How could I feel passionate or compassionate about this chaplain when I couldn't feel any love for her? That night I remembered how lonely I had been in my first parish when I felt that nobody was pulling with me, and how somehow everybody knew better and yet nobody helped when I needed it. Little by little I found myself in this chaplain's shoes. I recognized her suffering as I remembered my own. I knew she was afraid because I had been as well. So when I wrote my report, my main question for her session the next morning was, "What are you afraid of?"
The next morning came, and when the chaplain read my question, she answered that she was not afraid of anything and complained at great length that somehow I had misunderstood her. Over and over she repeated that she was perfectly fine, and stated, "It seems as though you should have understood me from my paperwork. It should have clear to you that I couldn't be better. I am fine. I really am!"
For a half hour I and the rest of the committee tried to tell her that being afraid was nothing to be ashamed of and that we wanted to be there for her. She politely declined and kept up a face that betrayed absolutely nothing. When we were almost done with the 45 minute session, I looked at her and said, "I have spent all this time trying to love you, but you have pushed me away." All of a sudden, her face dropped and so did her voice. In the voice of a lonely little girl she said, "I am so sorry". Her epiphany and ours lasted but thirty seconds. Then the chaplain resumed her defensive posture. I knew, however, that I had gotten through to her, and that my passion and compassion had not been in vain.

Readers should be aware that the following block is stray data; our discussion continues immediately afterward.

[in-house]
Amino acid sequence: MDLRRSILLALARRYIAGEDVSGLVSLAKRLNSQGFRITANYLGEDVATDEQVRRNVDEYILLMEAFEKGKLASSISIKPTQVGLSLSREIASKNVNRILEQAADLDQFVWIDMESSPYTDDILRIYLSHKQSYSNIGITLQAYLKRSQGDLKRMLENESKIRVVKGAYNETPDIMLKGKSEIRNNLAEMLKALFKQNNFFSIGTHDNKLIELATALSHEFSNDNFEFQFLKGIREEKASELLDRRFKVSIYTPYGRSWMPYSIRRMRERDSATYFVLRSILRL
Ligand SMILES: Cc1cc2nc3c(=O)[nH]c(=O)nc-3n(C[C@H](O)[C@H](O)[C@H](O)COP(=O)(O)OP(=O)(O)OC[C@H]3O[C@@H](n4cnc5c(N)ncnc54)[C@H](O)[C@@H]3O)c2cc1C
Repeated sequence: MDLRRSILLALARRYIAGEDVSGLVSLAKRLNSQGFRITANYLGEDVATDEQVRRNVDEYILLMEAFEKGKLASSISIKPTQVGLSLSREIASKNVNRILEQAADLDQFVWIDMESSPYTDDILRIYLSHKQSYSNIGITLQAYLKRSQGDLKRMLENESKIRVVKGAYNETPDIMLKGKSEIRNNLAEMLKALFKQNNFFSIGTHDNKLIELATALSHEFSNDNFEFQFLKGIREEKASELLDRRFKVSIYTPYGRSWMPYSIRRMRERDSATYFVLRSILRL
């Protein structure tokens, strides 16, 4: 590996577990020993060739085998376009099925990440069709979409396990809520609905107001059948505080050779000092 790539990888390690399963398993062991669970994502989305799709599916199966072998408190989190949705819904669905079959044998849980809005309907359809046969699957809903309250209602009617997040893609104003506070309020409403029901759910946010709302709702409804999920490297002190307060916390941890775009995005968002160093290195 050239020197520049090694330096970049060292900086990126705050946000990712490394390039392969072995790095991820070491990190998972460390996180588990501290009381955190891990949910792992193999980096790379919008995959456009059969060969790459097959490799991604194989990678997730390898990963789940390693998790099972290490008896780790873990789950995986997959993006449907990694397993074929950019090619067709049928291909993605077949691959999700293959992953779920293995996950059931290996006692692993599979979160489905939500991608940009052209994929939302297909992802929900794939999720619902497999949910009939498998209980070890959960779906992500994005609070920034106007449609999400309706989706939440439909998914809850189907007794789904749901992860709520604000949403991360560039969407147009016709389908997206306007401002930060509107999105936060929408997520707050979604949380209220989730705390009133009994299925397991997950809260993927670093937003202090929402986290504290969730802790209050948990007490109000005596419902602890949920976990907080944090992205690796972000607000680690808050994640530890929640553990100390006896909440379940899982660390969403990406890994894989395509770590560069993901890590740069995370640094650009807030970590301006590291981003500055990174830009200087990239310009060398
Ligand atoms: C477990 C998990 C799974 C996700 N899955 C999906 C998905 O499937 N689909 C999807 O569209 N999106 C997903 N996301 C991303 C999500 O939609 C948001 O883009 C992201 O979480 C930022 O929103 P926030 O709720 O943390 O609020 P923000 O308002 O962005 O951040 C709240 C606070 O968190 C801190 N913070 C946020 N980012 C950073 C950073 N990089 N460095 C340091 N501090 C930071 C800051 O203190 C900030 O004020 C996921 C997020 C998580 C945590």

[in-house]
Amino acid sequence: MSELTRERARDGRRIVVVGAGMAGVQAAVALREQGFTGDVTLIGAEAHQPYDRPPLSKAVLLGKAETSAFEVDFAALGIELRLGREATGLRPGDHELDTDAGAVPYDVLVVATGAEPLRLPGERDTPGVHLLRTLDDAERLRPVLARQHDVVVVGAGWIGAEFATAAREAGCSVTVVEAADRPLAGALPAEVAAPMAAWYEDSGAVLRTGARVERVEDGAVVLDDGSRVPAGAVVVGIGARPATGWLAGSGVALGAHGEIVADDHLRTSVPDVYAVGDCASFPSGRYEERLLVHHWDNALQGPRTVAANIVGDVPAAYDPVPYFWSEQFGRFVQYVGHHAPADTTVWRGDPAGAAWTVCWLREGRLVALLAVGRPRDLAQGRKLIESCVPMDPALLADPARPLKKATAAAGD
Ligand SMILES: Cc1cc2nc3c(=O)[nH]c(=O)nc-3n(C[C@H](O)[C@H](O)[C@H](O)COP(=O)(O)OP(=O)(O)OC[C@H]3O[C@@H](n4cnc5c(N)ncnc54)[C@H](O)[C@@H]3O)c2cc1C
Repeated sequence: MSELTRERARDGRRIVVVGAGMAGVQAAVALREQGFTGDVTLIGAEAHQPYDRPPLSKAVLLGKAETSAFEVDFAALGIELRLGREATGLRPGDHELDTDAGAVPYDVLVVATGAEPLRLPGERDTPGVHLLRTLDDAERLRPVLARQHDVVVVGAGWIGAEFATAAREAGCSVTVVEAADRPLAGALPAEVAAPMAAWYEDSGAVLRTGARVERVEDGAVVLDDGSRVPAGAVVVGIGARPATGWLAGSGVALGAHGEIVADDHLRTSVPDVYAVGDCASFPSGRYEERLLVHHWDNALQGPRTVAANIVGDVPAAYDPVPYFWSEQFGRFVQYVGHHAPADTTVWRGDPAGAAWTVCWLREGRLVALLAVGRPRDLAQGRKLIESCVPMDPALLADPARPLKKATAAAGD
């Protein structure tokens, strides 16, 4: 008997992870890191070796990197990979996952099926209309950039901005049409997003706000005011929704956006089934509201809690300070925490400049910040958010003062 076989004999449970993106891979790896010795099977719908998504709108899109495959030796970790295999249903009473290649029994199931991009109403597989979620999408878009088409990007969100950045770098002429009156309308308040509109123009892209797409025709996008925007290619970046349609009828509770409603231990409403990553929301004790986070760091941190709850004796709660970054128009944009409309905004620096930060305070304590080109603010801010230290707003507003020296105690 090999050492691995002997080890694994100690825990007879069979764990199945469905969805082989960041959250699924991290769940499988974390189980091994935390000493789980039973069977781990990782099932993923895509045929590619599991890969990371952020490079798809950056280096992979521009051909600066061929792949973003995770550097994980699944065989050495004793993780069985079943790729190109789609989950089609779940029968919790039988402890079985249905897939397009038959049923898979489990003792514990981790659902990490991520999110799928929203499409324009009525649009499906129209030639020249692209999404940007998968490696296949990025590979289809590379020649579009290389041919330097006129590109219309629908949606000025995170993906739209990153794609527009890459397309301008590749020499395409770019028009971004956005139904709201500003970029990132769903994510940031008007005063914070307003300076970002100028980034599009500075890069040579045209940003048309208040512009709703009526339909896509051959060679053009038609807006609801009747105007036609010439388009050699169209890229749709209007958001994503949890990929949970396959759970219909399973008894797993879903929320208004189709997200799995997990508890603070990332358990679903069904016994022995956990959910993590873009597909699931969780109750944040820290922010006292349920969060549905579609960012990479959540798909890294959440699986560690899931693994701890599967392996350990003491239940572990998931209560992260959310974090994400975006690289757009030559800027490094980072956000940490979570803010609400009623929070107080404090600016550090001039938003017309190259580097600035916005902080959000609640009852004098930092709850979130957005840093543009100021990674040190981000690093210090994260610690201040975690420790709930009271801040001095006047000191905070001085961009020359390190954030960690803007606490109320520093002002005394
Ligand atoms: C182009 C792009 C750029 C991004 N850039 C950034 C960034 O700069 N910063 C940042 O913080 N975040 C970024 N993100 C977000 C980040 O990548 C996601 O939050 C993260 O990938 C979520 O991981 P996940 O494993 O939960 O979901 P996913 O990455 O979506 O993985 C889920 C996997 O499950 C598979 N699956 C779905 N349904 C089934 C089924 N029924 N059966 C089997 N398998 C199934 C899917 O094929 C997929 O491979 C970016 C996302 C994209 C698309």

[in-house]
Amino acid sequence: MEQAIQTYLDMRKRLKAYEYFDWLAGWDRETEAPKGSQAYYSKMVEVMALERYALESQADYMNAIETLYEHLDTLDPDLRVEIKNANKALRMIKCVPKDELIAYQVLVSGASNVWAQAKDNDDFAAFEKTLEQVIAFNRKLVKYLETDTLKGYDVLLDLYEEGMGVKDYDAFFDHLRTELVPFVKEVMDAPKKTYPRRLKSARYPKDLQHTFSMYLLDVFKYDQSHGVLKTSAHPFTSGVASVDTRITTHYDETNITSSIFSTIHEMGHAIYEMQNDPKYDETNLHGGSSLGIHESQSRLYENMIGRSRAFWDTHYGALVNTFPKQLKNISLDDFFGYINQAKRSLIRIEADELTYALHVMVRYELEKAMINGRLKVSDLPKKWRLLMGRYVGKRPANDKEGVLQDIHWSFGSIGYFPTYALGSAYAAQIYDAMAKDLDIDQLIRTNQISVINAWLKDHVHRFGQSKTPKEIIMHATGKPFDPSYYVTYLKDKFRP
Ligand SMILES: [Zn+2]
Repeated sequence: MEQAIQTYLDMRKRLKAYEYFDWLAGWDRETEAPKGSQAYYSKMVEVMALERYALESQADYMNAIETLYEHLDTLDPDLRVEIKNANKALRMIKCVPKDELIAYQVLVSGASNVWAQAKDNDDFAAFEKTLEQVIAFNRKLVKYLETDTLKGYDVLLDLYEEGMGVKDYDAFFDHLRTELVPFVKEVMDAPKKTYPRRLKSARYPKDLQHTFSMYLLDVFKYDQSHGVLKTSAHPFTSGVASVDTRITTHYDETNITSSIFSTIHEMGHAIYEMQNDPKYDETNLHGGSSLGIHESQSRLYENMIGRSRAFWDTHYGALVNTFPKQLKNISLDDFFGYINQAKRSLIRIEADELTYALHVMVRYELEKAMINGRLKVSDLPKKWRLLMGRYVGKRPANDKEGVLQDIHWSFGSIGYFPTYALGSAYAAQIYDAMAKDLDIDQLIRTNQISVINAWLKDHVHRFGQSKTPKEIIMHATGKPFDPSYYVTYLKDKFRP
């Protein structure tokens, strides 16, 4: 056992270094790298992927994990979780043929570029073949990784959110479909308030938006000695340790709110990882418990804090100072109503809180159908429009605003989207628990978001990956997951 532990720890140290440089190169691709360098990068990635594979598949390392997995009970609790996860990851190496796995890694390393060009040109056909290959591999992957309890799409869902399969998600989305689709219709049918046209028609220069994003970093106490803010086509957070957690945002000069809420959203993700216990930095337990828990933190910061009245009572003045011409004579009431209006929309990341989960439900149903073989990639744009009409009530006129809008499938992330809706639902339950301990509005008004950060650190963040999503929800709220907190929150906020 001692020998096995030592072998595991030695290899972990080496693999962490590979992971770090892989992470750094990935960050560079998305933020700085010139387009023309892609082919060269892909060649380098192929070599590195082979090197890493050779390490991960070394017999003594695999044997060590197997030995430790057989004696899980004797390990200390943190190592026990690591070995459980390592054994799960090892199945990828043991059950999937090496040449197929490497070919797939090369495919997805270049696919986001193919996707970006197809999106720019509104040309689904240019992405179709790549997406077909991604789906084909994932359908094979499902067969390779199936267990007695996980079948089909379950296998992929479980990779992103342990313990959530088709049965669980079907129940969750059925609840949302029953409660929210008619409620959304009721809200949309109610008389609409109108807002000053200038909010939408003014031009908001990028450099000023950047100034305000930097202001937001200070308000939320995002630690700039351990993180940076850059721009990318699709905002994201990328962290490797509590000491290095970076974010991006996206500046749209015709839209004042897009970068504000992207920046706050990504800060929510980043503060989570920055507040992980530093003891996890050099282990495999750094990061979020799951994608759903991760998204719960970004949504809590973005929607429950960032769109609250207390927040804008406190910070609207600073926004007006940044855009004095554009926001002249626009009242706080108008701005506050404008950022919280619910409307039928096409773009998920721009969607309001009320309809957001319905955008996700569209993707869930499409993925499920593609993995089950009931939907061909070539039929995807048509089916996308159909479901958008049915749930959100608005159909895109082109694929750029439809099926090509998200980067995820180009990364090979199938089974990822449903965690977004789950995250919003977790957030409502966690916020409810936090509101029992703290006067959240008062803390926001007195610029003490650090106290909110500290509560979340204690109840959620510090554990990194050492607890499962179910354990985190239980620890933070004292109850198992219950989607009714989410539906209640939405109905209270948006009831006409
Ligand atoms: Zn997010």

Christ's compassion for each of us can profoundly change us; it can set us right with God and with ourselves; it can make us whole. A Christian mystic of the tenth century named Symeon the New Theologian wrote this:
We awaken in Christ’s body as Christ awakens ours, and my poor hand is Christ, He enters my foot, and is infinitely me. I move my hand, and wonderfully my hand becomes Christ, becomes all Christ – for God is indivisibly whole, seamless in Godhood. I move my foot, and at once God appears like a flash of lightning. Do my words seem blasphemous? Then open your heart to God and let yourself receive the One who is opening to you so deeply. For if we genuinely love God, we wake up inside Christ’s body where all our body, all over, every most hidden part of it, is realized in joy as Christ, making us utterly real, And everything that is hurt, everything that seemed to us dark, harsh shameful, maimed, ugly, irreparably damaged, is in God transformed and recognized as whole, as lovely, and radiant in God’s light. As we awaken as the Beloved in every last part of our body.
John 2: 13-22